Till date, Chhabria and the Finolex Group have invested around Rs100 crore in their non-profit educational institutes.
Prahlad adds, in the coming five years, at the behest of the Andhra Pradesh government, Chhabria will set up a non-profit school and engineering college on 50 acres near Tirupati; the Maharashtra government has allocated him two vocational training colleges to modernize. Meanwhile, he's building a non-profit Central Board English-medium school in Ratnagiri, where 75% of the seats will be free.
Scientist R.A. Mashelkar, president of Global Research Alliance, opines that formal education and achievement have little correlation. The two great innovators, scientists Michael Faraday and Thomas Edison, had no education. He says, "P.P. Chhabria similarly belongs to a different class of people, who were unadulterated by formal education! His investments in this sector come from his fundamental belief that their returns will not be to the Chhabria family but to the nation."
Chhabria's favorite lines remain "Those who are enlightened find the world illuminated"
This seems like a fairy tale story isn't? This is not a fairy tale story. This is a story of a real person with strong willpower who can always find a way to overcome the obstacles in his path to success.
Under prahlad's leadership, Finolex has become the No. 1 manufacturer of all cables in India, second only to Reliance in the manufacture of PVC resin. He has championed non-profit, high-quality education for the masses by building multiple schools and colleges.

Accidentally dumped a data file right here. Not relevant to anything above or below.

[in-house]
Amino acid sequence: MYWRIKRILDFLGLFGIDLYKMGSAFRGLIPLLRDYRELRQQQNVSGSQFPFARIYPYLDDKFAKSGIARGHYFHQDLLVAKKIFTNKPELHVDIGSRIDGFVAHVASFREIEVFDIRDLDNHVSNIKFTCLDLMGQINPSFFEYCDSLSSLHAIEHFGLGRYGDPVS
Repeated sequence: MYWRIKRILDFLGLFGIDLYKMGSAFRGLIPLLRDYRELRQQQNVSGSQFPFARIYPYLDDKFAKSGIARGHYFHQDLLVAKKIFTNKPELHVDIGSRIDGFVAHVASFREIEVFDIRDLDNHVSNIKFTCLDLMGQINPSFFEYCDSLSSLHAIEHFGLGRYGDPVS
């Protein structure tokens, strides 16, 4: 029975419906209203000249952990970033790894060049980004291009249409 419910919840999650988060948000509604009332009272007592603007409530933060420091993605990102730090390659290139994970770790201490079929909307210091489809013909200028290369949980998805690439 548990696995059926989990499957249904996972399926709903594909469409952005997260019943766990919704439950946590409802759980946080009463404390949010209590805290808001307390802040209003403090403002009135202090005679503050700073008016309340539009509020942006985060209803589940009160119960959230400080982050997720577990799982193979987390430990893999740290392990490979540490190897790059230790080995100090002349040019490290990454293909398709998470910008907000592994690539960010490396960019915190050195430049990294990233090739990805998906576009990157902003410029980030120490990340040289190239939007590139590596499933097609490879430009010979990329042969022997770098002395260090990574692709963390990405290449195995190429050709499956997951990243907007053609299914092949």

When Chhabria is not pursuing his dream for Indian education, he savors time with his grandchildren and his Sunday Indian vocal music lessons.
On his 78th birthday last March, he released his autobiography, "There's No Such Thing As a Self-Made Man". This is an inspiring and motivational book for all of us to read as it shows how hard work and integrity bring about success.
|Awards and Honors.|
|1.||A leading Indian entrepreneur Prahlad Chhabria, has been honoured at the prestigious Institute of Directors in London with a silver platter in recognition of his contribution to 'entrepreneurship'|
|2.||Received the Sucessful Businessman of the year National Award from Mr. Sharad Pawar.|
|3.||Honoured outstanding Citizens Award-Sindhi chamber of commerce|
|4.||The chabria brothers received an award from Chandrakant Kirloskar in 1970.|
|5.||Pune's Pride for Excellence in the Corporate World" by Residency Club|
|6.||The "Udyog Ratna Award" by the Delhi Telugu Academy|
|7.||He has been conferred the "Pimpri Chinchwad Bhushan Award" in recognition of his meritorious work in the industry|
|8.||Chairman of the UK-India Business Council Lord Karan Bilimoria presented the silver platter at a function organized to celebrate the launch of Chhabria's autobiography 'There's no such thing as self-made man', a fascinating book depicting his rise from humble beginnings to Chairman of a leading Indian business enterprise.|
|9.||"He is an example to us all for how hard work, integrity and customer service will bring success," Vaz said|
|10.||"The importance of infrastructure development in India was identified by Chhabria well before most others," Lord Bilimoria said|
|11.||This man's quiet approach reflects a relentless focus on the important tasks on hand. Further, his model that growth comes from the grass roots and relies upon the team, not I, but we, are lessons for business success worldwide said Srichand Hinduja|
|Quotes by Prahlad|
|1.||Poverty, luck and lack of contacts are merely constraints people carry in their minds. If you start with a positive attitude, half the job is done|
|2.||Those who are enlightened find the world illuminated|